How NIL offerings have ‘completely changed the college experience’ for women’s athletics | Sports

Kelley Lynch’s freshman year feels like a lifetime.

In the fall of 2019, Lynch, who earned High School National Player of the Year honors as a senior at East Coweta High in Newnan, Georgia, came to Seattle as perhaps the most prized high school softball prospect in the nation. Unsurprisingly, companies tried to capitalize on his significant social media following.

But NCAA law prohibited such associations.

“It’s not even like anyone was offering money, but people were like, ‘Hey, can we send you this product to post on your (Instagram) story?’ the future senior pitcher and first baseman said last week. “I would say, ‘Oh, I’m sorry, but I can’t do that.’

“Looking back now, I’ve been lucky enough to work with Outback (Steakhouse) and even Coca-Cola, and it’s so surreal. It’s really cool for all college athletes, but especially women, to know how profitable we are now with social media, in this day and age. Just knowing that people see value in us is really great.”

It wasn’t always like this. Title IX, a federal law that guarantees equal opportunity for men and women in “any educational program or activity receiving federal financial assistance,” including athletics, was passed 50 years ago Thursday. And last July, the NCAA suspended name, image, and likeness-related amateurism rules across the country, allowing college athletes to benefit from sponsored posts or ads on social media, personal broadcast channels, lessons and training camps, speaking engagements, merchandising, autograph sales, endorsement deals. and more.

For Lynch and others like her, the NIL era had an immediate impact.

For others, however, it came too late.

“It’s tough,” NCAA all-time leading scorer Kelsey Plum, who led the UW to a Final Four and was selected with the first pick in the 2017 WNBA draft, said in an interview with The Times. last summer. “There were definitely times, especially in the last two years of my career, where we would pack road arenas, nationally televised games, people wearing my number in the stands on jerseys, but they couldn’t put my name on it. . it’s.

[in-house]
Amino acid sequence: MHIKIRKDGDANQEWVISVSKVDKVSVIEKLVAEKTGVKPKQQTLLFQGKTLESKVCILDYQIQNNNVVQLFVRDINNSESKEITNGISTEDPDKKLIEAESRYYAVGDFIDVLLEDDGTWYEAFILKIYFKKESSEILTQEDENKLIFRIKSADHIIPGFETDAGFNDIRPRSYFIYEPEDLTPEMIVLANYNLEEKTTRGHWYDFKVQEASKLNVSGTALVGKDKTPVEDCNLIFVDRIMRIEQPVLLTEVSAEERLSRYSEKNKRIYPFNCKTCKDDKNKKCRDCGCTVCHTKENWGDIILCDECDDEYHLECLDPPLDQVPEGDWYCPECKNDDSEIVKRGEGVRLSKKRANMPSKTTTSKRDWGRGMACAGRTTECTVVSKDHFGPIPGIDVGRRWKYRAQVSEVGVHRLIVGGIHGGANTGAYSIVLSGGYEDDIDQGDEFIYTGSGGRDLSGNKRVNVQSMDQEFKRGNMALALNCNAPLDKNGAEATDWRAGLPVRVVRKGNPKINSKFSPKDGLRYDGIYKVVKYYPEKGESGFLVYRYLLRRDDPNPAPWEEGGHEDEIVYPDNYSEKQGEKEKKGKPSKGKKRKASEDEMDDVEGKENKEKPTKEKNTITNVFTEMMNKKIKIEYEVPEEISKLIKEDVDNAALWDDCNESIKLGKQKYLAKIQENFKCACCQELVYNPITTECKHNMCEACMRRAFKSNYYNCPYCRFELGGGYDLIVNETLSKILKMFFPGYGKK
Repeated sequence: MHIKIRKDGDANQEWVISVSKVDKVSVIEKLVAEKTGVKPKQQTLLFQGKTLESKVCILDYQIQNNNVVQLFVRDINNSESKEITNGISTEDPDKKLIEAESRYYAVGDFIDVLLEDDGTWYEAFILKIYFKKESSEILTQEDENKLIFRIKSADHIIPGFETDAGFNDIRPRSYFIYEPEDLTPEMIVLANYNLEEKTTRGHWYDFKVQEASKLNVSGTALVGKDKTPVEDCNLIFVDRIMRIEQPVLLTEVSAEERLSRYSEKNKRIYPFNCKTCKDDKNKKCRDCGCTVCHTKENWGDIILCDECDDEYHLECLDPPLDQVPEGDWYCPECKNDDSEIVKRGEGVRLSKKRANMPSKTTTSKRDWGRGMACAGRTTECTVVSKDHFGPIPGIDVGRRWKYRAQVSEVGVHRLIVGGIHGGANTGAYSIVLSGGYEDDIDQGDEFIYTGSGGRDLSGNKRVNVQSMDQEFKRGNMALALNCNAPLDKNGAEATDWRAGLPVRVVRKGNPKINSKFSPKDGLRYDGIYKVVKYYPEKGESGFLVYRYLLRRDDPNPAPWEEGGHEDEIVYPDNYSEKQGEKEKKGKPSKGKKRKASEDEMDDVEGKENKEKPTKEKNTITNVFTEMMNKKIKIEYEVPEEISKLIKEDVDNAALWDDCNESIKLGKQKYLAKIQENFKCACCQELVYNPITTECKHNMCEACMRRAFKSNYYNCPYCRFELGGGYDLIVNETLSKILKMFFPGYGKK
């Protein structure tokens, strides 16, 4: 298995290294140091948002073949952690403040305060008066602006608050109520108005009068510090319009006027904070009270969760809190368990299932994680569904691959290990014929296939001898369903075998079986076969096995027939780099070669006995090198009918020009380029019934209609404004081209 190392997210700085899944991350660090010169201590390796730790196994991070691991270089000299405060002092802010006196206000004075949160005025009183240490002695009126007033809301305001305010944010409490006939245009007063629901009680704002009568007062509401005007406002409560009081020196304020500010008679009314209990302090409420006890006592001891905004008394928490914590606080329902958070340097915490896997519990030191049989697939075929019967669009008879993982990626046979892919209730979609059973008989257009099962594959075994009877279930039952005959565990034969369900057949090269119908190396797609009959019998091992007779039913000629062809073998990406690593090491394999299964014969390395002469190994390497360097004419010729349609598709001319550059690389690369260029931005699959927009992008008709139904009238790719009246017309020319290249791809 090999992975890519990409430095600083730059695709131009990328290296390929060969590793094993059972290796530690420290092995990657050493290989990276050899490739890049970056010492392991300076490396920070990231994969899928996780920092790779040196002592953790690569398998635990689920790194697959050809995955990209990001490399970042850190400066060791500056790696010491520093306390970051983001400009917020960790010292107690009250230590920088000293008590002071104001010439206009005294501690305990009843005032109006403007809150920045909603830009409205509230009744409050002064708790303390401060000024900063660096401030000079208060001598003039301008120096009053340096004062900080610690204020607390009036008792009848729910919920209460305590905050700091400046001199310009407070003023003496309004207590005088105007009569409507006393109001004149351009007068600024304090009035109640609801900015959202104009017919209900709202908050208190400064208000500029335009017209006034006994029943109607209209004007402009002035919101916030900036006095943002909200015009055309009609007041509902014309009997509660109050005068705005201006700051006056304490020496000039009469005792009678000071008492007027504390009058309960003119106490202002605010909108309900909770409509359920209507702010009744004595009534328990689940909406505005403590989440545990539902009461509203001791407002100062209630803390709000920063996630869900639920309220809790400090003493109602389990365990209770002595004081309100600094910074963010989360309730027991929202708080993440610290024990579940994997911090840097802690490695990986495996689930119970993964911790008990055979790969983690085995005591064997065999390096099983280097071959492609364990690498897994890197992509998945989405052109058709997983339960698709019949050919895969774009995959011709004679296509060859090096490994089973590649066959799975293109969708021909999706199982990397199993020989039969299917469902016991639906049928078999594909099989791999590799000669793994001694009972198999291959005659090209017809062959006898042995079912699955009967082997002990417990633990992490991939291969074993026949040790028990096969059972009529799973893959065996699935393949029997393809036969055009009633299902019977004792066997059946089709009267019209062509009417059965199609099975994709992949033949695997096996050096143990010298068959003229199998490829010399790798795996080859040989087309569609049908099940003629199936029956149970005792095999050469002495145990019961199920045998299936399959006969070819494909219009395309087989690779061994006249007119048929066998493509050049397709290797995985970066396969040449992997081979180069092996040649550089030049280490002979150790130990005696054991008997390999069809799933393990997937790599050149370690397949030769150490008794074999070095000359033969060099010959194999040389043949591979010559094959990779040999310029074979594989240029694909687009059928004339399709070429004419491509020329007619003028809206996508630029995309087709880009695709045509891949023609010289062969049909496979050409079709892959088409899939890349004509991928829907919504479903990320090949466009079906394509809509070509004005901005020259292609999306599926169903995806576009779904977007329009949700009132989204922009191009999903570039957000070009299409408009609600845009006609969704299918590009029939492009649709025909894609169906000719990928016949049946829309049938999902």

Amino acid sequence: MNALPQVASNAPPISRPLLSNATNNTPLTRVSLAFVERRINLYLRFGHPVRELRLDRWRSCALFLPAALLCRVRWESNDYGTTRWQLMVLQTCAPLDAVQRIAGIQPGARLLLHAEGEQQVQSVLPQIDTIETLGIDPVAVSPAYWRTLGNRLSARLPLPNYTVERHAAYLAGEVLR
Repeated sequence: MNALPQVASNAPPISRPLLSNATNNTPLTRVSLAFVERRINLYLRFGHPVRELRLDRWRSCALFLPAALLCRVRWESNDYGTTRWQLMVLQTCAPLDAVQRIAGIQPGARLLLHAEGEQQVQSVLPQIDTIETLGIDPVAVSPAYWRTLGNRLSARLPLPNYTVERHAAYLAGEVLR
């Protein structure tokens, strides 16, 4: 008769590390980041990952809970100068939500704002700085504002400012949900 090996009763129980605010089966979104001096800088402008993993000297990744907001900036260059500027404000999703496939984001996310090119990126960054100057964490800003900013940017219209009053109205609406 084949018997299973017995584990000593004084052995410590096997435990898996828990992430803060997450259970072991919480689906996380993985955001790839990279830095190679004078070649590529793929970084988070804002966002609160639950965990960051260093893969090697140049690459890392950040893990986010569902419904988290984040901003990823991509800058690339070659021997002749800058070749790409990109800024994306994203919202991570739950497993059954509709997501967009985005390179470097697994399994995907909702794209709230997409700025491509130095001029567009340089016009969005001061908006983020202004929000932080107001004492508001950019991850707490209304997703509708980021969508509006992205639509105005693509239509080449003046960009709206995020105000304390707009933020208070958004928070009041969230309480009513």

“I really tried to take it as a stage in your life. Now I have become a professional and I can earn money with what I do. But Seattle rent isn’t cheap. I was paying like $900 a month for a room and I’m trying to pay for wifi. I’m trying to pay for gas for my car. There were a few days where I would look at my bank account and say, ‘Dang.’ I think for sure, whether it was locally or nationally, I would have made good money. But here we are.

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A year of data supports that assessment. According to NIL platform leader Opendorse, 15.7% of NIL’s total compensation from July 1, 2021 to May 31, 2022 was paid to women’s basketball players, ranking only behind soccer ( 49.9%) and men’s basketball (17%). Still, women’s hoops accounted for just 4.5% of total NIL deals, meaning the sport’s top stars have benefited disproportionately.

In March, Axios and Opendorse reported that each social media post by UConn standout Paige Bueckers was worth a whopping $62,900, followed by Louisville’s Hailey Van Lith ($44,200). Of the male and female Sweet Sixteen entrants, the next three highest earners — Gonzaga’s Chet Holmgren ($10,400) and Drew Timme ($8,400) and Duke’s Paolo Banchero ($9,000) barely managed to compete.

Bueckers, of course, has become perhaps the biggest star of the NIL Era, signing deals with Gatorade, Cash App, StockX and Crocs. But the average compensation per Division I athlete is more modest, at $3,711, according to Opendorse.

Which, for a college athlete, still pays dividends.

Especially when you don’t have time for a job.

“We have players who could be at 20% (scholarship) or 70% (scholarship). So everyone has their own story,” Lynch said. “If you don’t get help from your family or something financial like that, it can be very difficult. Even if people just need to put food on the table, if they can’t do it due to their busy schedules, it really has completely changed the college experience.